The Sutr virus is still evolving.

This isn’t a complete list of influences, but when I think of who and what influences the development of This Plague of Days, here’s what pops to mind:

1. After reading Blake Crouch’s Run, I wrote two fast-paced crime novels (Bigger Than Jesus and Higher Than Jesus.) Season One was a slower build and burn. Season Two is closer to that pell mell pacing.

2. William Goldman (Marathon Man, the Princess Bride et al) influences all my writing. He’s the master of the surprise reversal. I’m telling you there will be plenty of surprises in Season Two of This Plague of Days. Knowing in advance won’t help.

3. Neil Gaiman. When you read it, you’ll know what I’m talking about. In the realm you’re about to enter, that which is named is manifested.

4. Your reviews. I won’t lie. I’m exhausted. Typical days run sixteen hours at least, especially in the last month as I prepare the new season. On those busy days, the work continues even into sleep with lucid dreaming. Those happy reviews kept me excited to keep going and push through to make my deadline. Thank you!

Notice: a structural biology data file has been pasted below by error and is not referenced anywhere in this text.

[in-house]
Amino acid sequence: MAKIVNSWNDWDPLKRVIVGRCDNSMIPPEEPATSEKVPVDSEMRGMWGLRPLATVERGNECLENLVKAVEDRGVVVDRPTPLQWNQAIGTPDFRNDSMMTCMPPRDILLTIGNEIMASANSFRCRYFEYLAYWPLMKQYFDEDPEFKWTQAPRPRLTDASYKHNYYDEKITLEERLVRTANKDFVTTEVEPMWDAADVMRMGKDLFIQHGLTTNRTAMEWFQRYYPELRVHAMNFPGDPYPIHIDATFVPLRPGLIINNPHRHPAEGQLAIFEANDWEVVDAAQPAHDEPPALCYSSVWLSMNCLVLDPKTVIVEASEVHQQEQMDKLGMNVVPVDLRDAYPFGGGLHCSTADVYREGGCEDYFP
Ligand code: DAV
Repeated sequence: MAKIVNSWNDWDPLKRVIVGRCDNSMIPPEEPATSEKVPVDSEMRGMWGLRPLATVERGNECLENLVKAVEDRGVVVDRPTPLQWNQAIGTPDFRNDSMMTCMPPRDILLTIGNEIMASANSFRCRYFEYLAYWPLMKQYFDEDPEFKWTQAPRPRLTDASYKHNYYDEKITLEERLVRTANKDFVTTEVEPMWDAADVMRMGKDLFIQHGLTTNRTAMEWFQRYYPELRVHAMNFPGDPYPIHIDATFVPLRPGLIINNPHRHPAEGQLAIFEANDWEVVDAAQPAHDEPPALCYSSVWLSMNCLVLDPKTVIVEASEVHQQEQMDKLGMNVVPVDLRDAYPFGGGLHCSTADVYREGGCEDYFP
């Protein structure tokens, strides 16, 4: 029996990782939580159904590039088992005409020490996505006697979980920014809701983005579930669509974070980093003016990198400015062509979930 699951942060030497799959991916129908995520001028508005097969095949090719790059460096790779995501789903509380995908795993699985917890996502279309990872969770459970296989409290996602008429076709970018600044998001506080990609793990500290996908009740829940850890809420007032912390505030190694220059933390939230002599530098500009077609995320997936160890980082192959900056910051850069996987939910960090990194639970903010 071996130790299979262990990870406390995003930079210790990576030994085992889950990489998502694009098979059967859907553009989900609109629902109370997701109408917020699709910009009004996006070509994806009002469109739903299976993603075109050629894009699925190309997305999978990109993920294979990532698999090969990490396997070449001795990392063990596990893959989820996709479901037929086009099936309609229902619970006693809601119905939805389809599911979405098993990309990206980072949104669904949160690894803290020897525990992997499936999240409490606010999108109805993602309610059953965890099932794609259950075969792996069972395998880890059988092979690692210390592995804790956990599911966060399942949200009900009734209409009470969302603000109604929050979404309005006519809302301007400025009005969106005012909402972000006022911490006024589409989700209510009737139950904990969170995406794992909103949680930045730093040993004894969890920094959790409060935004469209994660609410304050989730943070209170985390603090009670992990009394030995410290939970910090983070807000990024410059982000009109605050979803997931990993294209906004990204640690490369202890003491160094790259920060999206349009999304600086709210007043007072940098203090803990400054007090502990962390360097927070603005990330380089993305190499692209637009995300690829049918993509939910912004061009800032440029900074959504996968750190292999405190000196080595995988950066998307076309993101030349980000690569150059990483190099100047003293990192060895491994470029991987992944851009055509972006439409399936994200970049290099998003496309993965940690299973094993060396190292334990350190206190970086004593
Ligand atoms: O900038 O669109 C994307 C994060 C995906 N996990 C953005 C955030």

5. My Chemical Romance. The Black Parade is on a continuous loop. If you don’t know their scream-o music, how I envy you. “Mama” is especially appropriate. (I listen to Everlast while writing crime novels.)

6. Podcasts and Kurt Vonnegut’s nerve. I listen to The Young Turks, The Best of the Left and dozens of other podcasts. So, yeah, I believe the military-industrial (and corporate) complex is the devil President Eisenhower warned us about. Do I get preachy about it? I don’t think so. Vonnegut let his worldview slip into his books. I believe I cram it in sideways without being too intrusive on the story. Heck, it’s part of the story and many viewpoints are expressed. The world as it is informs the plot. Kurt Vonnegut was a disappointed humanist. He believed in human potential and noticed when the world fell short of those ideals. Put that label on me, too.